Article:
Robert Knight

In 1865, following the most costly war in America’s history, the 13th Amendment abolished the odious institution of slavery in the United States.

Why, then, is telecommunications giant Verizon providing an outlet for the products of the modern-day slavery of sex trafficking and child-themed pornography? The short answer is that it’s good for the bottom line.

Speaking of the bottom, that’s where you find libertine societies where the only considerations are whether something makes money or involves adult consent. Stripped of moral restraints, the marketplace eventually serves up pedophilic and sexually violent content.

Each year, Morality in Media (MIM), an anti-pornography group headed by former Justice Department attorney Patrick A. Trueman, releases a “Dirty Dozen List” of the leading facilitators of pornography. This year, Attorney General Eric H. Holder, Jr. tops the list.

“As the pandemic of harm from pornography grows, Holder gives criminal pornographers the green light to proceed by stopping all enforcement of federal obscenity laws,” Mr. Trueman explains.

The list, which is far from comprehensive, includes Facebook, for not enforcing its own standards, the local networking site Tumblr, Google, and PlayStation for its live, streamed pornography and sexually violent games.

It also includes Verizon, citing the obscene movies it sells through FIOS. You’d think that a company that portrays itself as the acme of excellence would be embarrassed. But you’d be wrong.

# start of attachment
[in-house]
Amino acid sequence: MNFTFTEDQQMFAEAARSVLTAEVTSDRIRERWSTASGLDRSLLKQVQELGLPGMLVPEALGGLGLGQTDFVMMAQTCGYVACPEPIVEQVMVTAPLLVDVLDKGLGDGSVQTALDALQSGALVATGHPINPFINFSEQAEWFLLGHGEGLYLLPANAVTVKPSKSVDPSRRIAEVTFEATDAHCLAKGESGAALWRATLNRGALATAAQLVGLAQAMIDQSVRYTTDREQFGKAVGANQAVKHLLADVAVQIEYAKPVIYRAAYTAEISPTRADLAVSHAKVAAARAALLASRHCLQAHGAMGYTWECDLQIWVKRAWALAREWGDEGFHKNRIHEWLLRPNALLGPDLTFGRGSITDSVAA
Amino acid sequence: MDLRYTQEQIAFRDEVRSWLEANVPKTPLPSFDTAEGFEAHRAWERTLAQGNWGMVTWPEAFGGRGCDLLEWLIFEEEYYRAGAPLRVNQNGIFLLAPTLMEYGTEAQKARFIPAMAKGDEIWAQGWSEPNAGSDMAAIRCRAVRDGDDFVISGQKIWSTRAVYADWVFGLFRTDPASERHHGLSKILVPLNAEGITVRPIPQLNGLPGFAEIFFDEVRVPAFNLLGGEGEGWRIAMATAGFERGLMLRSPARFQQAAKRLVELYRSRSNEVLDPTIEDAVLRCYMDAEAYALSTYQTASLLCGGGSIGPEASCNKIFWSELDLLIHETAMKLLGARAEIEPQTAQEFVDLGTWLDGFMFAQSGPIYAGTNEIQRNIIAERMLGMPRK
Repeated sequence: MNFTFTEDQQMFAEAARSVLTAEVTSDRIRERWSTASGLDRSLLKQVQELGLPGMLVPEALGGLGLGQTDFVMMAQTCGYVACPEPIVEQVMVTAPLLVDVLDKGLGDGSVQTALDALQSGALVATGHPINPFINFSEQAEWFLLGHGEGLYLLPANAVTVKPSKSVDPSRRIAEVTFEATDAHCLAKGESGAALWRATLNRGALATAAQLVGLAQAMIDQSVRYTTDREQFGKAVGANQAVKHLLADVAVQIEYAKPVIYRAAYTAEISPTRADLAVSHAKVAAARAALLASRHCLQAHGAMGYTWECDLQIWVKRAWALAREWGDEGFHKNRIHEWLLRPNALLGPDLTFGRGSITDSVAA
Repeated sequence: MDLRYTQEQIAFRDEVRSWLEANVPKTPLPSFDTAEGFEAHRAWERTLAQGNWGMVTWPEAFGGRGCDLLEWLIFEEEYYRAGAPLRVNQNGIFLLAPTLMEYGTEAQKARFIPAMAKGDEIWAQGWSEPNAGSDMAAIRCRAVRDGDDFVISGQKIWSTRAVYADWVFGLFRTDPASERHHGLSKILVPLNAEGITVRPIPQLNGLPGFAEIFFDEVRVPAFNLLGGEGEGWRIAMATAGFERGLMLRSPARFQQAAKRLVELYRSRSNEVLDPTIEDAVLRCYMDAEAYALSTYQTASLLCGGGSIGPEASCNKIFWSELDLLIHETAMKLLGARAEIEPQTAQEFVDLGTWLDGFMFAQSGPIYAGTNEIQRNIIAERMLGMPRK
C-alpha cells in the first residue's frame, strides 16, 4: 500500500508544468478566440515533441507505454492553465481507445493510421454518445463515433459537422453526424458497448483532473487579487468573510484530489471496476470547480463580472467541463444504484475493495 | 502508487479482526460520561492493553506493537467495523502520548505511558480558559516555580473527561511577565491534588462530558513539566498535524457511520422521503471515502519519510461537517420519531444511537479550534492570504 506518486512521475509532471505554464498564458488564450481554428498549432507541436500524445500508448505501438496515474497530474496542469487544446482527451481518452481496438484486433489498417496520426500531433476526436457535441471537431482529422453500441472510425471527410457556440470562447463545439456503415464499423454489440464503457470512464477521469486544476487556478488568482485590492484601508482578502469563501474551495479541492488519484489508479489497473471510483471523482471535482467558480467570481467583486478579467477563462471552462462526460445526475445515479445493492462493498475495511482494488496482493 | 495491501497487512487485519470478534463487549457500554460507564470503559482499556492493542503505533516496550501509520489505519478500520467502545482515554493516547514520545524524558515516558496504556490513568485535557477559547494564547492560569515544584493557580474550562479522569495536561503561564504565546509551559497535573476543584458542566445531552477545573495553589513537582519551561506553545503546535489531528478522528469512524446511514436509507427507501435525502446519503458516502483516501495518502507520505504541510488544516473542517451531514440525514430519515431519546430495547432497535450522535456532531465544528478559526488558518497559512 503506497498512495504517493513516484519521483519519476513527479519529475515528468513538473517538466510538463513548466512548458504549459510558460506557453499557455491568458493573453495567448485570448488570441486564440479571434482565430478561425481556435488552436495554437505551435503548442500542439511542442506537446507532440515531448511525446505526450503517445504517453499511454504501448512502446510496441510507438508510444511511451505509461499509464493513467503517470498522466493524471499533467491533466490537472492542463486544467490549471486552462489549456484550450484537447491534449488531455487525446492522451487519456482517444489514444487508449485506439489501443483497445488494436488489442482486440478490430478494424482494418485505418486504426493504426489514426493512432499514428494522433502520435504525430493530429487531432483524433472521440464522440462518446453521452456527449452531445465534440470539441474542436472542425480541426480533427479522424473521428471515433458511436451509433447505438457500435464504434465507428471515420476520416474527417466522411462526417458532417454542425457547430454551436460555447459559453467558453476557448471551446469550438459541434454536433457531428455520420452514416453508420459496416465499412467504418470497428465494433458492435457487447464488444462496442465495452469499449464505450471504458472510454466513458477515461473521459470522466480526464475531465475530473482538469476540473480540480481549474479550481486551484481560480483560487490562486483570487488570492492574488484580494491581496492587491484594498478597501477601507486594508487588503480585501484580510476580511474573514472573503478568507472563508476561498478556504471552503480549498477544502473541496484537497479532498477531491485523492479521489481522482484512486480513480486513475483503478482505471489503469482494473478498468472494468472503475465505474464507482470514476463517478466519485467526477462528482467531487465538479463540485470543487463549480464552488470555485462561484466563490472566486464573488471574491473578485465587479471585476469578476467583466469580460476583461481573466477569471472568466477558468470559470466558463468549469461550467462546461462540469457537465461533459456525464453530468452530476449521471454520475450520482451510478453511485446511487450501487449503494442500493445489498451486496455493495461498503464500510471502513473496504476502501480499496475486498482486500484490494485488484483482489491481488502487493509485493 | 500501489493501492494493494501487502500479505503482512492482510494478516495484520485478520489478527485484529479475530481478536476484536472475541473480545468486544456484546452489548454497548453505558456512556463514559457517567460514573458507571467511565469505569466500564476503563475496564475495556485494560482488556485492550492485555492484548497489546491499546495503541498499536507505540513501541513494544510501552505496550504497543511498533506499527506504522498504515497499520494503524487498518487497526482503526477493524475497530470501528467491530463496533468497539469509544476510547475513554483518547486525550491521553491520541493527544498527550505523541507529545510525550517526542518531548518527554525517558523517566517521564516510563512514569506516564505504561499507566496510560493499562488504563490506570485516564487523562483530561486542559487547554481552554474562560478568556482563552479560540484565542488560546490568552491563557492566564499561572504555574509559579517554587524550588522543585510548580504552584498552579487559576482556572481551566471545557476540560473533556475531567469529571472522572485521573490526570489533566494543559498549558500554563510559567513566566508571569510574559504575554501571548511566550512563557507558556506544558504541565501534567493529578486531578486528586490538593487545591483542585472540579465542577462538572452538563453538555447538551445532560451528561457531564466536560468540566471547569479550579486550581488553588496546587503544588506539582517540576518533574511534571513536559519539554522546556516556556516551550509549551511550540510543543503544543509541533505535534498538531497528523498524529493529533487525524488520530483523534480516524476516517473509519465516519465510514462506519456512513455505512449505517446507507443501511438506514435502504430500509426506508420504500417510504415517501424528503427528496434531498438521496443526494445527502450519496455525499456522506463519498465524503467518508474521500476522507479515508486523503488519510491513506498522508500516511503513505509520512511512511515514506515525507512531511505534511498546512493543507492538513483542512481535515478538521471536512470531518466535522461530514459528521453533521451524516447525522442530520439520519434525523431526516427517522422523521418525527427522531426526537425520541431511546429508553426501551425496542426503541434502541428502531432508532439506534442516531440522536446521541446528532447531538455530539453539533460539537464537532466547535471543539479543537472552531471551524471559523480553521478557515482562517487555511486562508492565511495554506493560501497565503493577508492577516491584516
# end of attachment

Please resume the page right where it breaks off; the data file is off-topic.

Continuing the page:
Because of Supreme Court rulings, pornography is legal, but even the Court drew a line at obscenity, which is not protected speech under the First Amendment. The reason that even corporate giants now peddle obscenity is that the Justice Department, beginning in the Clinton years, stopped enforcing the law.

Consequently, Verizon is taking pimp money for such movies as “I Banged My Stepdad,” “I Did the Babysitter,” “Mom, Daughter and Me,” and “Gang Bang Sex Slaves.” These are actual titles.

Verizon’s Associate Director for Advertising and Content Standards, John P. Artney, blithely dismissed MIM’s concerns.

“The explosion in choice is a tremendous benefit to consumers, but not all consumers want to have access to all content for themselves and their families all of the time,” Artney responded in a letter. “Not all content is desirable to or appropriate for all consumers, however, and Verizon is proud to provide our customers with myriad tools to control the types of content that they and their families have access to through our service.”

Robert Knight

Robert Knight is an author, senior fellow for the American Civil Rights Union and a frequent contributor to Townhall.